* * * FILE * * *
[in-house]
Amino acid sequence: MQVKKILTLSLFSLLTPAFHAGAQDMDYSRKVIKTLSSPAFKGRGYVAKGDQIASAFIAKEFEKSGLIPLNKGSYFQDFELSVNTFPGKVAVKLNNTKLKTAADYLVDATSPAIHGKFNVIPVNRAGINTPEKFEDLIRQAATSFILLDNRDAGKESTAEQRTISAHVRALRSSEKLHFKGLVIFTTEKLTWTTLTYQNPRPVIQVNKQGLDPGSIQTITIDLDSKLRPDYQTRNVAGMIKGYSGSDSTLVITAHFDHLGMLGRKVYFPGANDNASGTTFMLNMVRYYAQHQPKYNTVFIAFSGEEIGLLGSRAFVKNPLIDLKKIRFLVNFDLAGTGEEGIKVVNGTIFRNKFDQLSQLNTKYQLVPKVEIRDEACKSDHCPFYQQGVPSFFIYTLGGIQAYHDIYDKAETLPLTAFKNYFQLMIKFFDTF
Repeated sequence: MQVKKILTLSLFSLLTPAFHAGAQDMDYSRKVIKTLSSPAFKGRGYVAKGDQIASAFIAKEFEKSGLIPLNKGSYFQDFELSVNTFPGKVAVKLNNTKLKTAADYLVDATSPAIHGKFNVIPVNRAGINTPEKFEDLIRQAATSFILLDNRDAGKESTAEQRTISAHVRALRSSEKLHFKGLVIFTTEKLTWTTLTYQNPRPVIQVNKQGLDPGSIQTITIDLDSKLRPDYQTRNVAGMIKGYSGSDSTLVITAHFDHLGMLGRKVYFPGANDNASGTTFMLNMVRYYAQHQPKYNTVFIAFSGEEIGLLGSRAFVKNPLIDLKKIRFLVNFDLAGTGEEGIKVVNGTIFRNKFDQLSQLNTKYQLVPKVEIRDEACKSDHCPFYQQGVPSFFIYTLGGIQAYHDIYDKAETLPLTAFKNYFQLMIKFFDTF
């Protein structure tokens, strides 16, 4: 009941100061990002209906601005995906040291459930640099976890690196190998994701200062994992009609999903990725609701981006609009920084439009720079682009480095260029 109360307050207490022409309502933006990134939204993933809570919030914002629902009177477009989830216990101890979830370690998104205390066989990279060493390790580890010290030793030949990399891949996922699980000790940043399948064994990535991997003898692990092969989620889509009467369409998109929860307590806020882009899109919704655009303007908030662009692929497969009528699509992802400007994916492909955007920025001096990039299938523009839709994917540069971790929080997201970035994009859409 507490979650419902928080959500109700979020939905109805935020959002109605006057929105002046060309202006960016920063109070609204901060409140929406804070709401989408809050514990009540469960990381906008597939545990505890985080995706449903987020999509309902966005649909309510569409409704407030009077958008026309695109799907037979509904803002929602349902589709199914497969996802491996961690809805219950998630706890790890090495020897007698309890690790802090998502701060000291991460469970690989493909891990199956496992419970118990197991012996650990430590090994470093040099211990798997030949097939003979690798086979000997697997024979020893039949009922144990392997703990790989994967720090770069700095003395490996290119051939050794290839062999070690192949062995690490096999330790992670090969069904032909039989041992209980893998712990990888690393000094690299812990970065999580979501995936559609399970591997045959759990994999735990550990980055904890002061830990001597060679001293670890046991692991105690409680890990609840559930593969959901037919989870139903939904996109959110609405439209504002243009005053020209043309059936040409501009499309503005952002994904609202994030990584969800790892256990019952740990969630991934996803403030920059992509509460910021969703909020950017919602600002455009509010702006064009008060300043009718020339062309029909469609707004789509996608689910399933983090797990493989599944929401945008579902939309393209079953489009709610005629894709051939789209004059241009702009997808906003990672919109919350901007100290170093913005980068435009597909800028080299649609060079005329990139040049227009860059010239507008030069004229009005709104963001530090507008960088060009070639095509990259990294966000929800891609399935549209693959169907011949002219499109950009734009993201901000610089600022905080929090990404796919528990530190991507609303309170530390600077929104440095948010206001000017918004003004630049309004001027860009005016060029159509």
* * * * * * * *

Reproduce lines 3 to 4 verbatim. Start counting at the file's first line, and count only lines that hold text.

Repeated sequence: MQVKKILTLSLFSLLTPAFHAGAQDMDYSRKVIKTLSSPAFKGRGYVAKGDQIASAFIAKEFEKSGLIPLNKGSYFQDFELSVNTFPGKVAVKLNNTKLKTAADYLVDATSPAIHGKFNVIPVNRAGINTPEKFEDLIRQAATSFILLDNRDAGKESTAEQRTISAHVRALRSSEKLHFKGLVIFTTEKLTWTTLTYQNPRPVIQVNKQGLDPGSIQTITIDLDSKLRPDYQTRNVAGMIKGYSGSDSTLVITAHFDHLGMLGRKVYFPGANDNASGTTFMLNMVRYYAQHQPKYNTVFIAFSGEEIGLLGSRAFVKNPLIDLKKIRFLVNFDLAGTGEEGIKVVNGTIFRNKFDQLSQLNTKYQLVPKVEIRDEACKSDHCPFYQQGVPSFFIYTLGGIQAYHDIYDKAETLPLTAFKNYFQLMIKFFDTF
């Protein structure tokens, strides 16, 4: 009941100061990002209906601005995906040291459930640099976890690196190998994701200062994992009609999903990725609701981006609009920084439009720079682009480095260029 109360307050207490022409309502933006990134939204993933809570919030914002629902009177477009989830216990101890979830370690998104205390066989990279060493390790580890010290030793030949990399891949996922699980000790940043399948064994990535991997003898692990092969989620889509009467369409998109929860307590806020882009899109919704655009303007908030662009692929497969009528699509992802400007994916492909955007920025001096990039299938523009839709994917540069971790929080997201970035994009859409 507490979650419902928080959500109700979020939905109805935020959002109605006057929105002046060309202006960016920063109070609204901060409140929406804070709401989408809050514990009540469960990381906008597939545990505890985080995706449903987020999509309902966005649909309510569409409704407030009077958008026309695109799907037979509904803002929602349902589709199914497969996802491996961690809805219950998630706890790890090495020897007698309890690790802090998502701060000291991460469970690989493909891990199956496992419970118990197991012996650990430590090994470093040099211990798997030949097939003979690798086979000997697997024979020893039949009922144990392997703990790989994967720090770069700095003395490996290119051939050794290839062999070690192949062995690490096999330790992670090969069904032909039989041992209980893998712990990888690393000094690299812990970065999580979501995936559609399970591997045959759990994999735990550990980055904890002061830990001597060679001293670890046991692991105690409680890990609840559930593969959901037919989870139903939904996109959110609405439209504002243009005053020209043309059936040409501009499309503005952002994904609202994030990584969800790892256990019952740990969630991934996803403030920059992509509460910021969703909020950017919602600002455009509010702006064009008060300043009718020339062309029909469609707004789509996608689910399933983090797990493989599944929401945008579902939309393209079953489009709610005629894709051939789209004059241009702009997808906003990672919109919350901007100290170093913005980068435009597909800028080299649609060079005329990139040049227009860059010239507008030069004229009005709104963001530090507008960088060009070639095509990259990294966000929800891609399935549209693959169907011949002219499109950009734009993201901000610089600022905080929090990404796919528990530190991507609303309170530390600077929104440095948010206001000017918004003004630049309004001027860009005016060029159509």